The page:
Japan mulls raising highway tolls during busy hours
TOKYO -- Japan's Transport Ministry is considering increasing highway tolls when traffic is heavy and reducing them during off-peak hours in an effort to alleviate congestion.
Thanks to electronic toll collection systems and dedicated short-range communications -- made available by equipment installed on roads -- monitoring traffic conditions has become easier in Japan, where about 90% of highway users have ETC devices on their vehicles.
On the Shuto Expressway serving greater Tokyo, a regular passenger car paying via the ETC system is charged fixed tolls, which range from 500 yen to 900 yen ($4.87 to $8.77) depending on the section. Where the normal toll is 700 yen, for example, the fee may be raised to 900 yen when roads get crowded. This information would then be sent to drivers via car navigation systems and the ETC system as a way of inducing them to take alternate routes.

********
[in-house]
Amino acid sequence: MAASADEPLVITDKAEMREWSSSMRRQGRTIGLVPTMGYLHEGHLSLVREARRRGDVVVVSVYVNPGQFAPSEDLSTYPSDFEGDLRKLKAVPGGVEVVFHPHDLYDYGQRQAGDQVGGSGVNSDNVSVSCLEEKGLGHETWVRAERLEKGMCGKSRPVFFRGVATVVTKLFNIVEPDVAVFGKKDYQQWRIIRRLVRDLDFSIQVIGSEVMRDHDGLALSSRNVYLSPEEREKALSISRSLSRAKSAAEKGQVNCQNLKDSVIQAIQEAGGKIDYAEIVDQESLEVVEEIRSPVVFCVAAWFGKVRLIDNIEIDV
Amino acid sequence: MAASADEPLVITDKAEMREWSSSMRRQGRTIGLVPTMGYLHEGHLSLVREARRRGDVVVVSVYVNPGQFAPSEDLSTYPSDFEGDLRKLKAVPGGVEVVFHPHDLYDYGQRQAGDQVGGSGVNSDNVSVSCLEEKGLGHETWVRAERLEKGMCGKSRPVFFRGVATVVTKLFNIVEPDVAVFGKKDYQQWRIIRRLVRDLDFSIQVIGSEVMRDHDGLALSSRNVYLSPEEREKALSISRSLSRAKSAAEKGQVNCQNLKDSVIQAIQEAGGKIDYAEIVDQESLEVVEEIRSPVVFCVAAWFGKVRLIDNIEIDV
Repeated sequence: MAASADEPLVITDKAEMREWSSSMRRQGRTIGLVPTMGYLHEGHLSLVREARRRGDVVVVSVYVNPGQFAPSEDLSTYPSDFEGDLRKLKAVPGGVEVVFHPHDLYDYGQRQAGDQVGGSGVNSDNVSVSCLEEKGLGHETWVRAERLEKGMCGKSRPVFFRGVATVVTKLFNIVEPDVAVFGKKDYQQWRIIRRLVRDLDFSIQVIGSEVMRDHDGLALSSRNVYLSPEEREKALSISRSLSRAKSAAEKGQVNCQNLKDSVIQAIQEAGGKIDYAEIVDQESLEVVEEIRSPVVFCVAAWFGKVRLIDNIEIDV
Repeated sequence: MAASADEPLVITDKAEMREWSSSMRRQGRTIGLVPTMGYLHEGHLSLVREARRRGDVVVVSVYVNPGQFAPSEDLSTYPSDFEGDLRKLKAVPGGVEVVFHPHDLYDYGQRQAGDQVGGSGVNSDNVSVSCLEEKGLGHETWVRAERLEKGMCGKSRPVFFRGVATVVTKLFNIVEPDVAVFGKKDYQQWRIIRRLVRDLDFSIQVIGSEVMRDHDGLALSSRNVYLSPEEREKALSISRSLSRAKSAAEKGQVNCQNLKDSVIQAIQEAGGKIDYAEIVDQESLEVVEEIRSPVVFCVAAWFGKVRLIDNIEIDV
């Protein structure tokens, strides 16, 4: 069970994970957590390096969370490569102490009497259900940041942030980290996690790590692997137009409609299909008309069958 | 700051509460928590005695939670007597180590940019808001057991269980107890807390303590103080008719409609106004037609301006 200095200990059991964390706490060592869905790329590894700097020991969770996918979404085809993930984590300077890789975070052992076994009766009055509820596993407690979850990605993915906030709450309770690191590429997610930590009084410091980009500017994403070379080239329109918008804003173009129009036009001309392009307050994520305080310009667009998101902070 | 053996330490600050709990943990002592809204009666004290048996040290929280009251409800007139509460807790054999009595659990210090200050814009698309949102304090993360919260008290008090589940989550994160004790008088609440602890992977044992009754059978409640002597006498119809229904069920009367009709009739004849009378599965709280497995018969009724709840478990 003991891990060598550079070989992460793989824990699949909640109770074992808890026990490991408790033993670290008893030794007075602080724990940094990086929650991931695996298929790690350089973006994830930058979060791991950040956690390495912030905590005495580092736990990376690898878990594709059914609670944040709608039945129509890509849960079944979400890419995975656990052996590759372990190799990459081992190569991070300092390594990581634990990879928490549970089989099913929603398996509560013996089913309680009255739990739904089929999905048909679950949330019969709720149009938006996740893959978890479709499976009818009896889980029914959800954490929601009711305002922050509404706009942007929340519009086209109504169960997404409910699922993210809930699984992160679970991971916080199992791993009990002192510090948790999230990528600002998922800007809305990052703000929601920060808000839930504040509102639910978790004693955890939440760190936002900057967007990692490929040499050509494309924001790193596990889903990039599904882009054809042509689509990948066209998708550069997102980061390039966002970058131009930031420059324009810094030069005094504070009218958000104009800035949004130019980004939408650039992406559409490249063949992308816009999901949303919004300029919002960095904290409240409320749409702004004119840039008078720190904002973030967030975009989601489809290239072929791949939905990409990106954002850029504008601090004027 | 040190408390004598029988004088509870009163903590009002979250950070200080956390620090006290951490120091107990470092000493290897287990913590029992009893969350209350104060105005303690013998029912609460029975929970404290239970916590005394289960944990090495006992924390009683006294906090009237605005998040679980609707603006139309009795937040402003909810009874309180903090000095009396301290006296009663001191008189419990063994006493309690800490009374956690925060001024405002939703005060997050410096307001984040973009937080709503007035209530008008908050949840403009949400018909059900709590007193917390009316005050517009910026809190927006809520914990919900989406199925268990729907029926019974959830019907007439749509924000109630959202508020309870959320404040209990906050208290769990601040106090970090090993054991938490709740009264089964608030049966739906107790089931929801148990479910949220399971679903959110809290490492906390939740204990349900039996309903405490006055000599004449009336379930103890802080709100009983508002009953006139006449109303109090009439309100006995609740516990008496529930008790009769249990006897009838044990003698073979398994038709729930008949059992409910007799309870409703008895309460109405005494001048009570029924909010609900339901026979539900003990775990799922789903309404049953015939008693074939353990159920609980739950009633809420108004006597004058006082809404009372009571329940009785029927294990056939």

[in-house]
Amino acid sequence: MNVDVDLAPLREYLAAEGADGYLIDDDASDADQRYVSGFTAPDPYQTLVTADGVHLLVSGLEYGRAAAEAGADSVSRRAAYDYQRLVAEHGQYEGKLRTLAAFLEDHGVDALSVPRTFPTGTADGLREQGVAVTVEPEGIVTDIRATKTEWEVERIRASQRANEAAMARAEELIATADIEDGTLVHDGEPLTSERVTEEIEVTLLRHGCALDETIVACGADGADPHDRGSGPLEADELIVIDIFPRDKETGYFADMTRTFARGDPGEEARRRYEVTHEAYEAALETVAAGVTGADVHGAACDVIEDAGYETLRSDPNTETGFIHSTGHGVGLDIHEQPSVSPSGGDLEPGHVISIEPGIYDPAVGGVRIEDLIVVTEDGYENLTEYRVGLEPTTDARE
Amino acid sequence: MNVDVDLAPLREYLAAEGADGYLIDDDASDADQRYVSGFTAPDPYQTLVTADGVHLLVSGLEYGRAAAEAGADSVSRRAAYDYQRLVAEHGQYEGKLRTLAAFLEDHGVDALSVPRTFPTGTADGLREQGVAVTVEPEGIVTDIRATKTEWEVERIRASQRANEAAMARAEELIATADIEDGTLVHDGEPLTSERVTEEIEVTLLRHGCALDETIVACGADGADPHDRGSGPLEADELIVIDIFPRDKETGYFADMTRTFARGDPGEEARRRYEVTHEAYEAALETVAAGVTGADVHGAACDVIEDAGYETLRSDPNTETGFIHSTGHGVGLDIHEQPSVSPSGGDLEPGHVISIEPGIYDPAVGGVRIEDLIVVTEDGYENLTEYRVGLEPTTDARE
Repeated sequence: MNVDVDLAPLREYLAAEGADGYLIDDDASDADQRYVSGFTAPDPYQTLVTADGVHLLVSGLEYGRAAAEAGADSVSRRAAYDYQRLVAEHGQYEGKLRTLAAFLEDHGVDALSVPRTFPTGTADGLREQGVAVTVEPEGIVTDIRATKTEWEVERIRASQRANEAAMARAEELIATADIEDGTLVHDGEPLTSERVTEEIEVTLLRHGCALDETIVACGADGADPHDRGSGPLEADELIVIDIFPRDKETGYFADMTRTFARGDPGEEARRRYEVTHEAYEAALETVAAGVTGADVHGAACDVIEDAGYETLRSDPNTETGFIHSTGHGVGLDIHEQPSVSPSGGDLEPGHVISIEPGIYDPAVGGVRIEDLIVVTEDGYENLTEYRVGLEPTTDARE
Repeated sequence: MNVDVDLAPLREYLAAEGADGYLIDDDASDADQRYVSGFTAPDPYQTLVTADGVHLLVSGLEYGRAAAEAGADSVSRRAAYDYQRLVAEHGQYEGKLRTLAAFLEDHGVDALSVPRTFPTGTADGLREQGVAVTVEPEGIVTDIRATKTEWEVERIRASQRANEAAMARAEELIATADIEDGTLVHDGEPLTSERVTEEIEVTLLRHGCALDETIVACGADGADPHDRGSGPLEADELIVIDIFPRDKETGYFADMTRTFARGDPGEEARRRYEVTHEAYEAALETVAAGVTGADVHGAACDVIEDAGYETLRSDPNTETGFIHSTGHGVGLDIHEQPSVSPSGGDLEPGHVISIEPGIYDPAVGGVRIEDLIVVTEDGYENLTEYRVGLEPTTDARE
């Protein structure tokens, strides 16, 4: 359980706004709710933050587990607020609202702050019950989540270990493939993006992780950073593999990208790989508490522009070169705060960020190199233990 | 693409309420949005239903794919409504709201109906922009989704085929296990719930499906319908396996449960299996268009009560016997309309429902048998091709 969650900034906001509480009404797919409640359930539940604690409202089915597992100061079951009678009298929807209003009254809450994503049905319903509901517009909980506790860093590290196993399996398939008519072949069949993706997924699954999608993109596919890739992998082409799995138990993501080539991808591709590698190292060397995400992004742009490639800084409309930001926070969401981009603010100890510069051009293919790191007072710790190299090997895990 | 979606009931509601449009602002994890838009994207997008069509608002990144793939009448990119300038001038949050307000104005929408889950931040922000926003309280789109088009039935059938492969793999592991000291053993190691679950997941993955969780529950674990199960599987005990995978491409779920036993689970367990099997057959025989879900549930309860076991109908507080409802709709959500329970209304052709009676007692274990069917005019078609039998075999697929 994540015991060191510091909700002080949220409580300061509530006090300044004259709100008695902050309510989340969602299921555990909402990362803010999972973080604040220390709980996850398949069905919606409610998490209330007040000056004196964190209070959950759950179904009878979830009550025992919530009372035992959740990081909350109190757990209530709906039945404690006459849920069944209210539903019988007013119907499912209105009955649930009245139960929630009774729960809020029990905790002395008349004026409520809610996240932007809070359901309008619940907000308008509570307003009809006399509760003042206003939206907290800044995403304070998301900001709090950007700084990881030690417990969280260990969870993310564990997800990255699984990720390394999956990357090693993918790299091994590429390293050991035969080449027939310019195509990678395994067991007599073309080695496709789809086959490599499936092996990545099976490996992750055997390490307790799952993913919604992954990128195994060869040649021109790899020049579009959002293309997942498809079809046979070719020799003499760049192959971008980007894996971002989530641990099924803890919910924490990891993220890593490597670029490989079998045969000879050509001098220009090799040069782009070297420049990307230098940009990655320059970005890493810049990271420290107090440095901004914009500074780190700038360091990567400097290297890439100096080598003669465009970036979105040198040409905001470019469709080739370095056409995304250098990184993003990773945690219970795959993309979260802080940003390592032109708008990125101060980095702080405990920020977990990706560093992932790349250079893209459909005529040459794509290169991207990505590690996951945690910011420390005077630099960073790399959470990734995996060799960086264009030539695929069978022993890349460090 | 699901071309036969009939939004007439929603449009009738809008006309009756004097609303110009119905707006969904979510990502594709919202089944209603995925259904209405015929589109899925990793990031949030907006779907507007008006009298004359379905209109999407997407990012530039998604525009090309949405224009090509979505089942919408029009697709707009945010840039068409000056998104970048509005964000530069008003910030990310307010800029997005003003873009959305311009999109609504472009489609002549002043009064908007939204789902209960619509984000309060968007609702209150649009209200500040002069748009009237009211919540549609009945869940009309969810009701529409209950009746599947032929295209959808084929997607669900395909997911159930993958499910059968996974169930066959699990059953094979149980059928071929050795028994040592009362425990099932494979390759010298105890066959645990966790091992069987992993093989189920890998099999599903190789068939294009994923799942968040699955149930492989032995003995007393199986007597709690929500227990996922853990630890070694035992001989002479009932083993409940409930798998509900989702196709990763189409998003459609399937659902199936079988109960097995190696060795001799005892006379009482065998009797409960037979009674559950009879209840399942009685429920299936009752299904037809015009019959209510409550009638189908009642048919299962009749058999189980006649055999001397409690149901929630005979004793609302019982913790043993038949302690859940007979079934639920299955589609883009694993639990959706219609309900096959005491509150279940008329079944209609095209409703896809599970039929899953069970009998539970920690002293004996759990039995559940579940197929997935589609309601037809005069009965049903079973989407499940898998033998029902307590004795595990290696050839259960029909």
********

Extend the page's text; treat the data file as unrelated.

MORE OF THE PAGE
Exactly how tolls would be linked to congestion have yet to be hammered out. The ministry plans to begin studying such details in fiscal 2014, so that system design will be complete by the summer of 2015.
To avoid confusing drivers with tolls that could change too frequently, the ministry also may initially set fixed hours for the higher and lower tolls for each highway.
According to the ministry, major loop highways in Tokyo are prone to jams when more than 1,400 vehicles use one lane in an hour, and that such congestion currently persists from morning to evening. When the number drops by 10% or so, traffic flows better and cars can run at speeds of 70kph.
The ministry aims to introduce the new fee system as early as fiscal 2016, initially in greater Tokyo and then in the Kinki region in fiscal 2017. It will present the outline to an expert panel on Friday.